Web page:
Archive | Career Success Tips

Respecting Effectively

“Effective and successful contributors are those who `walk the talk’ of respecting others”, a sage says.

Respect is about genuinely caring about others; understanding their strengths, weaknesses, and needs; looking others in the eye and listening; expecting, seeking and telling the truth; recognizing and rewarding; and, remembering that human frailties can be overcome with effort and by focusing on improving, growing, and doing right things and things right.

Think about the absence of respect for just a minute … some of us have felt the sting of someone who may have neglected to include or acknowledge us or sharply criticized us. If continued and repetitious, we become discouraged, disengaged and derailed from the path of productivity.

We need to recover from the negative `omissions and commissions’ by learning from them and working on `doing and being’ better. Yes, `to err is human’ … and making mistakes and forgetting to include, acknowledge, or positively motivate – all of these are `forgivable’. If there’s a lack of awareness of the err, or worse yet – if pride gets in the way of correcting and moving forward … it’s one of those signs of trouble. While good results may be achieved, if relationships are broken and unrepaired – success will be short-lived and less than exemplary.

As job seekers we should appreciate the important and difficult challenge that all of us face. We should `walk the talk of respect’ – it’s our shared responsibility! Clearly it’s an important be-attitude to … do/be for others, what we want them to do/be for us.

Post Script … The past four posts have been on the subject of `effectiveness’ and generic skills and traits. I trust that you’ve gained some insights. The skills and traits of effective and improved leadership, communication, problem-solving, and respect are sine qua non – (that without which there is nothing) in life and the workplace. I welcome your inputs and dialogue on these subjects!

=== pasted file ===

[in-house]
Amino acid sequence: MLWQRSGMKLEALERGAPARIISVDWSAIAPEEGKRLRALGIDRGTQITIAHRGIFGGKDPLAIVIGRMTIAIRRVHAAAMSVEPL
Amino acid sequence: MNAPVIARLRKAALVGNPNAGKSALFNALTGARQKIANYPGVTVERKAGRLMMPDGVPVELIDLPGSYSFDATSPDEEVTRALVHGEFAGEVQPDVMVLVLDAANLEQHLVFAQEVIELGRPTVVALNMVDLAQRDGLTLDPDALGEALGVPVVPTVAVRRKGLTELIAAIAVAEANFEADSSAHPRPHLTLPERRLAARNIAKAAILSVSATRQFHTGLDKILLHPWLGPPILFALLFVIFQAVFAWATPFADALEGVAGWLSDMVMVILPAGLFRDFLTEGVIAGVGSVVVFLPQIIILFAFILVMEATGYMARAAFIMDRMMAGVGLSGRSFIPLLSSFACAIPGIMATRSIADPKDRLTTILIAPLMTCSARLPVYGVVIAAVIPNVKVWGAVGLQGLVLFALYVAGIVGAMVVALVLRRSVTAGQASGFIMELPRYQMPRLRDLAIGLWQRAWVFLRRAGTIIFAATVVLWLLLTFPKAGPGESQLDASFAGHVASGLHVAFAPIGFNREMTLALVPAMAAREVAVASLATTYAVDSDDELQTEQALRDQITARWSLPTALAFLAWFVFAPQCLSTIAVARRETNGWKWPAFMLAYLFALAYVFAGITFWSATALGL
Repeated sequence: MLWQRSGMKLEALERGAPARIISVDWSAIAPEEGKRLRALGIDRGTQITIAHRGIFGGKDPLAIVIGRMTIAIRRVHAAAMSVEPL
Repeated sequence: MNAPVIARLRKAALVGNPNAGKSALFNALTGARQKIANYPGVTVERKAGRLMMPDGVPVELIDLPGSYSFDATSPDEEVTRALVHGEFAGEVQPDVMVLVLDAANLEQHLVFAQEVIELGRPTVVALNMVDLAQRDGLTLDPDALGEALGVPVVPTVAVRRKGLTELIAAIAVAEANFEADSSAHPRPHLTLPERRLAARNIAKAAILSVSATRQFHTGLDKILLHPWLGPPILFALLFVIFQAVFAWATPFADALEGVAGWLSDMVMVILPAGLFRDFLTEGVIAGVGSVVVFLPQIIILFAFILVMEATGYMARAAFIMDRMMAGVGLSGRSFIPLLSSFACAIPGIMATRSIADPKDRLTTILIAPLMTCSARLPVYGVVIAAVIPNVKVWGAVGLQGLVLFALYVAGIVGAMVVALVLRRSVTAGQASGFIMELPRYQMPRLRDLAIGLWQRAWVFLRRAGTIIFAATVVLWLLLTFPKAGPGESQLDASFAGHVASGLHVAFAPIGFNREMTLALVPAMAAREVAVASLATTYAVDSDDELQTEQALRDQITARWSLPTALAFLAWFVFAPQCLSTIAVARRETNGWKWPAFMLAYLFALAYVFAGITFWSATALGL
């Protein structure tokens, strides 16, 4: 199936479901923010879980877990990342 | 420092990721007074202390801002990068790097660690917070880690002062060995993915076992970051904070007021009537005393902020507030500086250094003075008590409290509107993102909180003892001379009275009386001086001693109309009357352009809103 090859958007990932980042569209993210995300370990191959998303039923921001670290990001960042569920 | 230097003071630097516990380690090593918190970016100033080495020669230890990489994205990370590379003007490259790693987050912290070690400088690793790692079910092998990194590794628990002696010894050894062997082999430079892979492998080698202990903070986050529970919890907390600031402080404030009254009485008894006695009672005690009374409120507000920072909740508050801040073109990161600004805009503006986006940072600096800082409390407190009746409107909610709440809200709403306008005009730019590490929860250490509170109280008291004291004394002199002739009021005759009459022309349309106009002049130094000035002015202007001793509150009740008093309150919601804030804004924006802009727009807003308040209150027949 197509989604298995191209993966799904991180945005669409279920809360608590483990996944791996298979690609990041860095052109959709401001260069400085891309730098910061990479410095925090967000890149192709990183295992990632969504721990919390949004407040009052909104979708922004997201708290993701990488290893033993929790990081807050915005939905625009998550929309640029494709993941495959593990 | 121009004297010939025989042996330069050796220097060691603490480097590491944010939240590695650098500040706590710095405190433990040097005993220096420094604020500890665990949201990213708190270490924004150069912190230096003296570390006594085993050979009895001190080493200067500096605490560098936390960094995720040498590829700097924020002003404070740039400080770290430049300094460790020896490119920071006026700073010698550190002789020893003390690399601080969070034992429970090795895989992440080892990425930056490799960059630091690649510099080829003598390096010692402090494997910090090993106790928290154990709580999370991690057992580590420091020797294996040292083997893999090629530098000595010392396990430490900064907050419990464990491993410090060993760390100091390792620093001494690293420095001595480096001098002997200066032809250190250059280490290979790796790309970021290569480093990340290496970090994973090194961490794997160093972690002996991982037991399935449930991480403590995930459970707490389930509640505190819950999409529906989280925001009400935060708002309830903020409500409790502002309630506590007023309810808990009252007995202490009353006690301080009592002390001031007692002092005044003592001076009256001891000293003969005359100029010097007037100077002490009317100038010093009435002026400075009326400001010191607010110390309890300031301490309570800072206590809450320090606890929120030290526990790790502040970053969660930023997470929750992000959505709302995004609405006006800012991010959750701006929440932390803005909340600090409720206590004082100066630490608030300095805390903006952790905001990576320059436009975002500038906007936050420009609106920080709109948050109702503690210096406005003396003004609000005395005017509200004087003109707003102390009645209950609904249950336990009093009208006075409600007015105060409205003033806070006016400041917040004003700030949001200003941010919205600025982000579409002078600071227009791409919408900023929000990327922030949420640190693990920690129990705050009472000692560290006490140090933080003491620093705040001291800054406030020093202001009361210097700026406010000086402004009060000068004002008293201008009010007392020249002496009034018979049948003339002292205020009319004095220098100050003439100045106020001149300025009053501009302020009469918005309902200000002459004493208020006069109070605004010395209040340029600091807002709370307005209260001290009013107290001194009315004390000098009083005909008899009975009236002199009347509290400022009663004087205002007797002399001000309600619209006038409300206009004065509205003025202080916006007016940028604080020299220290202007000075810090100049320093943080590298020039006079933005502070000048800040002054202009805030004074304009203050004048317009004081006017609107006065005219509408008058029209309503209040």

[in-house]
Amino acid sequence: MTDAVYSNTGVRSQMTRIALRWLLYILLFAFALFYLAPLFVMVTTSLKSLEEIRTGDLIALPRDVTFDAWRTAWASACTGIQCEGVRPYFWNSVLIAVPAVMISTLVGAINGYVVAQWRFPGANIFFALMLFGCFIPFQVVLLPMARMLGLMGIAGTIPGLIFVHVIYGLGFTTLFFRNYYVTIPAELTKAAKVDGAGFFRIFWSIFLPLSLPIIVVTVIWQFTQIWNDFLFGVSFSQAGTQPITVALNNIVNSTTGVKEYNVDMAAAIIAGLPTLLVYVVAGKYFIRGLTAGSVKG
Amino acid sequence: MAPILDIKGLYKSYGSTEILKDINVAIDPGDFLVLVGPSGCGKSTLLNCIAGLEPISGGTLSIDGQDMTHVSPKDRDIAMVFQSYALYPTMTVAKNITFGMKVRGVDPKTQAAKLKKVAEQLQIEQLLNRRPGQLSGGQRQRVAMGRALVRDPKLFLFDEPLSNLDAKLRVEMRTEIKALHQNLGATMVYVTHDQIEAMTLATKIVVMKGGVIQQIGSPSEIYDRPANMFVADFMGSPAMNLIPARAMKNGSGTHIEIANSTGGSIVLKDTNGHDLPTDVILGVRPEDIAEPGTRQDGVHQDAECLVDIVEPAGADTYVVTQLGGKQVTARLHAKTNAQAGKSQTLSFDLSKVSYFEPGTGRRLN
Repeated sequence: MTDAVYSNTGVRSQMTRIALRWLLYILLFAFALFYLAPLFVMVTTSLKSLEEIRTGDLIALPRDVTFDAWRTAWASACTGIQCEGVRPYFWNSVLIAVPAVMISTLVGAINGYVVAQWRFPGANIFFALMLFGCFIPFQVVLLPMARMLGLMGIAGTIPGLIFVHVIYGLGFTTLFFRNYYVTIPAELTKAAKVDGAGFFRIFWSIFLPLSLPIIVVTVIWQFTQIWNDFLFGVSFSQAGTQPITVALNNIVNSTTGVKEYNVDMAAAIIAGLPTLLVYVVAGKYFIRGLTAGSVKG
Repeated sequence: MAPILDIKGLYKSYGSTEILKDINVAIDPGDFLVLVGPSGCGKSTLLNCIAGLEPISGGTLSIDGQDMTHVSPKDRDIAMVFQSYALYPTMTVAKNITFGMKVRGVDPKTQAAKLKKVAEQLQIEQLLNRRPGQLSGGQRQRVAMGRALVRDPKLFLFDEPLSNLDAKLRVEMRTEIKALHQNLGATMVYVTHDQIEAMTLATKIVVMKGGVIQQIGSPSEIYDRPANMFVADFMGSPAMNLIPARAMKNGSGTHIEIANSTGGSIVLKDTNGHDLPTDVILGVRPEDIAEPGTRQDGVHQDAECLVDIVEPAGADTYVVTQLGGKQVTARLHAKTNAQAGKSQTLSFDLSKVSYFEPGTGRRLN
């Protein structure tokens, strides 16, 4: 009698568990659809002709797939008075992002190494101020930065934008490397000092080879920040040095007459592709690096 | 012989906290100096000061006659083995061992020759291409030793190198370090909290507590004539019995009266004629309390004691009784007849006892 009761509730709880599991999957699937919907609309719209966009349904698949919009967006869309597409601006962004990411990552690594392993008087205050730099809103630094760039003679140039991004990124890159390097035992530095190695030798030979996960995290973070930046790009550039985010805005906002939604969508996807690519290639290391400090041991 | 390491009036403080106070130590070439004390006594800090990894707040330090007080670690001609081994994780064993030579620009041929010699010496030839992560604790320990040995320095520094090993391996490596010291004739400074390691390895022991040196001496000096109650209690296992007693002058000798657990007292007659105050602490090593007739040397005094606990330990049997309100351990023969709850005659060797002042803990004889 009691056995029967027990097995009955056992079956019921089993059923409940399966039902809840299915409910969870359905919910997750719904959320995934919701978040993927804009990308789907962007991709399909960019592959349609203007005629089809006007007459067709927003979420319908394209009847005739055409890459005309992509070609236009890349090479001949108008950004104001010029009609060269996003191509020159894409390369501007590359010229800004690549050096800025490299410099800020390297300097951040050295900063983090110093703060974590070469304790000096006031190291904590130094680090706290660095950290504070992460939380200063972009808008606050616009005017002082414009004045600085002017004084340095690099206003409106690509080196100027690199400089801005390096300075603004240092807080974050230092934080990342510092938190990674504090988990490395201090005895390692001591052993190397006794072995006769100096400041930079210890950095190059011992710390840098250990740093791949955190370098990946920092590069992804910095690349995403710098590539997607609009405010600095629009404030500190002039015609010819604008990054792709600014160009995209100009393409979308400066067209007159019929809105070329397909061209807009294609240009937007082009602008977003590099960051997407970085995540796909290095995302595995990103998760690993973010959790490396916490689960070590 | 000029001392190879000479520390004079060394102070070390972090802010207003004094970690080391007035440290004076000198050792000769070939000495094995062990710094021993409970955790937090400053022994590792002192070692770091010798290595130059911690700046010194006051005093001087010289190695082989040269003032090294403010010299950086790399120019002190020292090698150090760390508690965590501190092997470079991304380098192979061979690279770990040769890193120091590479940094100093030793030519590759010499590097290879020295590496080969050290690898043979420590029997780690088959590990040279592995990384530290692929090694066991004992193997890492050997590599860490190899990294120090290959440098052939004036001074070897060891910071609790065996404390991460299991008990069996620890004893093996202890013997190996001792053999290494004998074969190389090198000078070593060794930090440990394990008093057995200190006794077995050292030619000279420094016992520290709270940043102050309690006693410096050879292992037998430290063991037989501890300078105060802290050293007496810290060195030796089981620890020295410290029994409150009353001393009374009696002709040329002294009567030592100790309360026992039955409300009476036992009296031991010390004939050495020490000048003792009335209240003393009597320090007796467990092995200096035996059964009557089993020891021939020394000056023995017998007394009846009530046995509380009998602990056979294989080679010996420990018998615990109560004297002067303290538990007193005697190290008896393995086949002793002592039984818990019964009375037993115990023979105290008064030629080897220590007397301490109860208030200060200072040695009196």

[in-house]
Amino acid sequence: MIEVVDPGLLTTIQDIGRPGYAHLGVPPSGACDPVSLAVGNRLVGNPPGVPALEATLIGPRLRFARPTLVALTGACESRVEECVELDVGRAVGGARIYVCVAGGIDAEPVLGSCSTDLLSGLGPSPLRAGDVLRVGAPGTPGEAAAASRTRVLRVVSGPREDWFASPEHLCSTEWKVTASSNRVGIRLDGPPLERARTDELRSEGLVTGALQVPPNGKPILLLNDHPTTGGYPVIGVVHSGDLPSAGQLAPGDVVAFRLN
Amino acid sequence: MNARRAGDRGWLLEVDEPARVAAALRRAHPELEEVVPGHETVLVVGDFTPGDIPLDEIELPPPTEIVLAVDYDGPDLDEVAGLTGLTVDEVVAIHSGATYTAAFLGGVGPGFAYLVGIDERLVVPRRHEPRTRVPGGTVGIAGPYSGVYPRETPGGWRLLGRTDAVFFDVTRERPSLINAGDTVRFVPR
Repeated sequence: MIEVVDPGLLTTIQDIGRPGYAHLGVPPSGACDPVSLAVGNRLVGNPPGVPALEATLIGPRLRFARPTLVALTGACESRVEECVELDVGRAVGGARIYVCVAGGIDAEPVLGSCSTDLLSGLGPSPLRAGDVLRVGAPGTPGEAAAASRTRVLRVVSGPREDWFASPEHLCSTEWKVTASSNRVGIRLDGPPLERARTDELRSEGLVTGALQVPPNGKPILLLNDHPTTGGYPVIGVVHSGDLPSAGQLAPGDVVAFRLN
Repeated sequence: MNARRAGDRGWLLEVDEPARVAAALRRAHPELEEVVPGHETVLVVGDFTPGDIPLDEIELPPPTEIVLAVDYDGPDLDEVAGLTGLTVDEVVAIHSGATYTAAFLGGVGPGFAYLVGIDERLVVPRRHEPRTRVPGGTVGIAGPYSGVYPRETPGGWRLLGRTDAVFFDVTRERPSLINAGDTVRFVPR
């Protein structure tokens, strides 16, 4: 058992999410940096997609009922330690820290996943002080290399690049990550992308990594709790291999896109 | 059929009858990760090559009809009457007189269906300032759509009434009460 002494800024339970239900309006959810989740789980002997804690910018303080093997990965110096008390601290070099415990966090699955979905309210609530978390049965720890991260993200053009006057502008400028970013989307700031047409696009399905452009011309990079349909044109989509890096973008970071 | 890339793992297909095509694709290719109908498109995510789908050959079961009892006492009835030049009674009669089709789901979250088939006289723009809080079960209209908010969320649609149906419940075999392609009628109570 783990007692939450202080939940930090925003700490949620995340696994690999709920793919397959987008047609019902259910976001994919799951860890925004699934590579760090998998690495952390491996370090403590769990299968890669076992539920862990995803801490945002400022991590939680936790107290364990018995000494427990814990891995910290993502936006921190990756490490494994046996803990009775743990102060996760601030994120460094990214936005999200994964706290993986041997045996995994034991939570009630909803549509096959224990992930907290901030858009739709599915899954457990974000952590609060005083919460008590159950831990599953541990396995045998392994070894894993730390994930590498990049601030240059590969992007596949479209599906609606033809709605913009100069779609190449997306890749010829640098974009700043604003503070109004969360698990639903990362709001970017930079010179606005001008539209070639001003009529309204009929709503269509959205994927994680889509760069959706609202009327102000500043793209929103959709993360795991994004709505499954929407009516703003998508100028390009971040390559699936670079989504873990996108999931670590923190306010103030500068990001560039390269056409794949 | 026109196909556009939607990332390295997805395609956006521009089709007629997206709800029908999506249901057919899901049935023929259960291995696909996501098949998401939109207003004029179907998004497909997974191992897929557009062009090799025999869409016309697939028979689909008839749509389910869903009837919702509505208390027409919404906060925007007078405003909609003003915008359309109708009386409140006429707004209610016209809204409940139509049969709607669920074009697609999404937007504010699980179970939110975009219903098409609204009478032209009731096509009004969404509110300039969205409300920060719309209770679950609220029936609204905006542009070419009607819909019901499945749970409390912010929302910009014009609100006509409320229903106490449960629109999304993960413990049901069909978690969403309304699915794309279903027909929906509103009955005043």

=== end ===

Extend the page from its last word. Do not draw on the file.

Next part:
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Problem-solving Effectively

“Problem Solving” is the most important skill that hiring supervisors again and again say that they’re looking for in candidates.

When I first saw this, I was surprised … thinking that it was surely a key criteria in technical positions but not as important in other jobs. With reflection and input of others, I realized it’s important for all jobs and is another key, generic skill.

Problems, challenges, conflicts are everywhere and require solutions, fixes, and resolutions … in both our lives and our workplaces. Most of us appreciate being around people who can solve, fix, and get things going again and who can make improvements. We feel really good when we fix. On the other hand, those who repeatedly bring problems to us and to the workplace can be quite a challenge!

Solving, fixing and resolving are skills that deserve our never-ending attention and work. What’s the process? It starts with a good understanding and clarity about the core problem or issue; it continues with thoughts and inputs about possible solutions and alternatives as well as analysis about plusses, minuses, risks, impediments and rewards; and includes testing of possibilities. The focus needs to be on viable and impactful solutions!

Job seekers: You have an opportunity to be a more effective interviewee (and the selected candidate) when you ask better questions and listen more effectively. When answering questions, give examples of your strengths (your skills, traits, and achievements) with examples and include those times when you solved, discovered, made a difference, and solved or improved something. Are you the kind of person who will bring `solutions’ … or issues and problems?

Leaders: You can take responsibility and make improvements by learning new skills such as influencing and by motivating others to make improvements; by asking good questions; and by solving things and situations vs. blaming, criticizing, and keeping on doing things the same old way. Consider the choices and comparison discussed by Speaker Newt Gingrich: Are you a `prison guard of the past’ … or a `pioneer of the future’?

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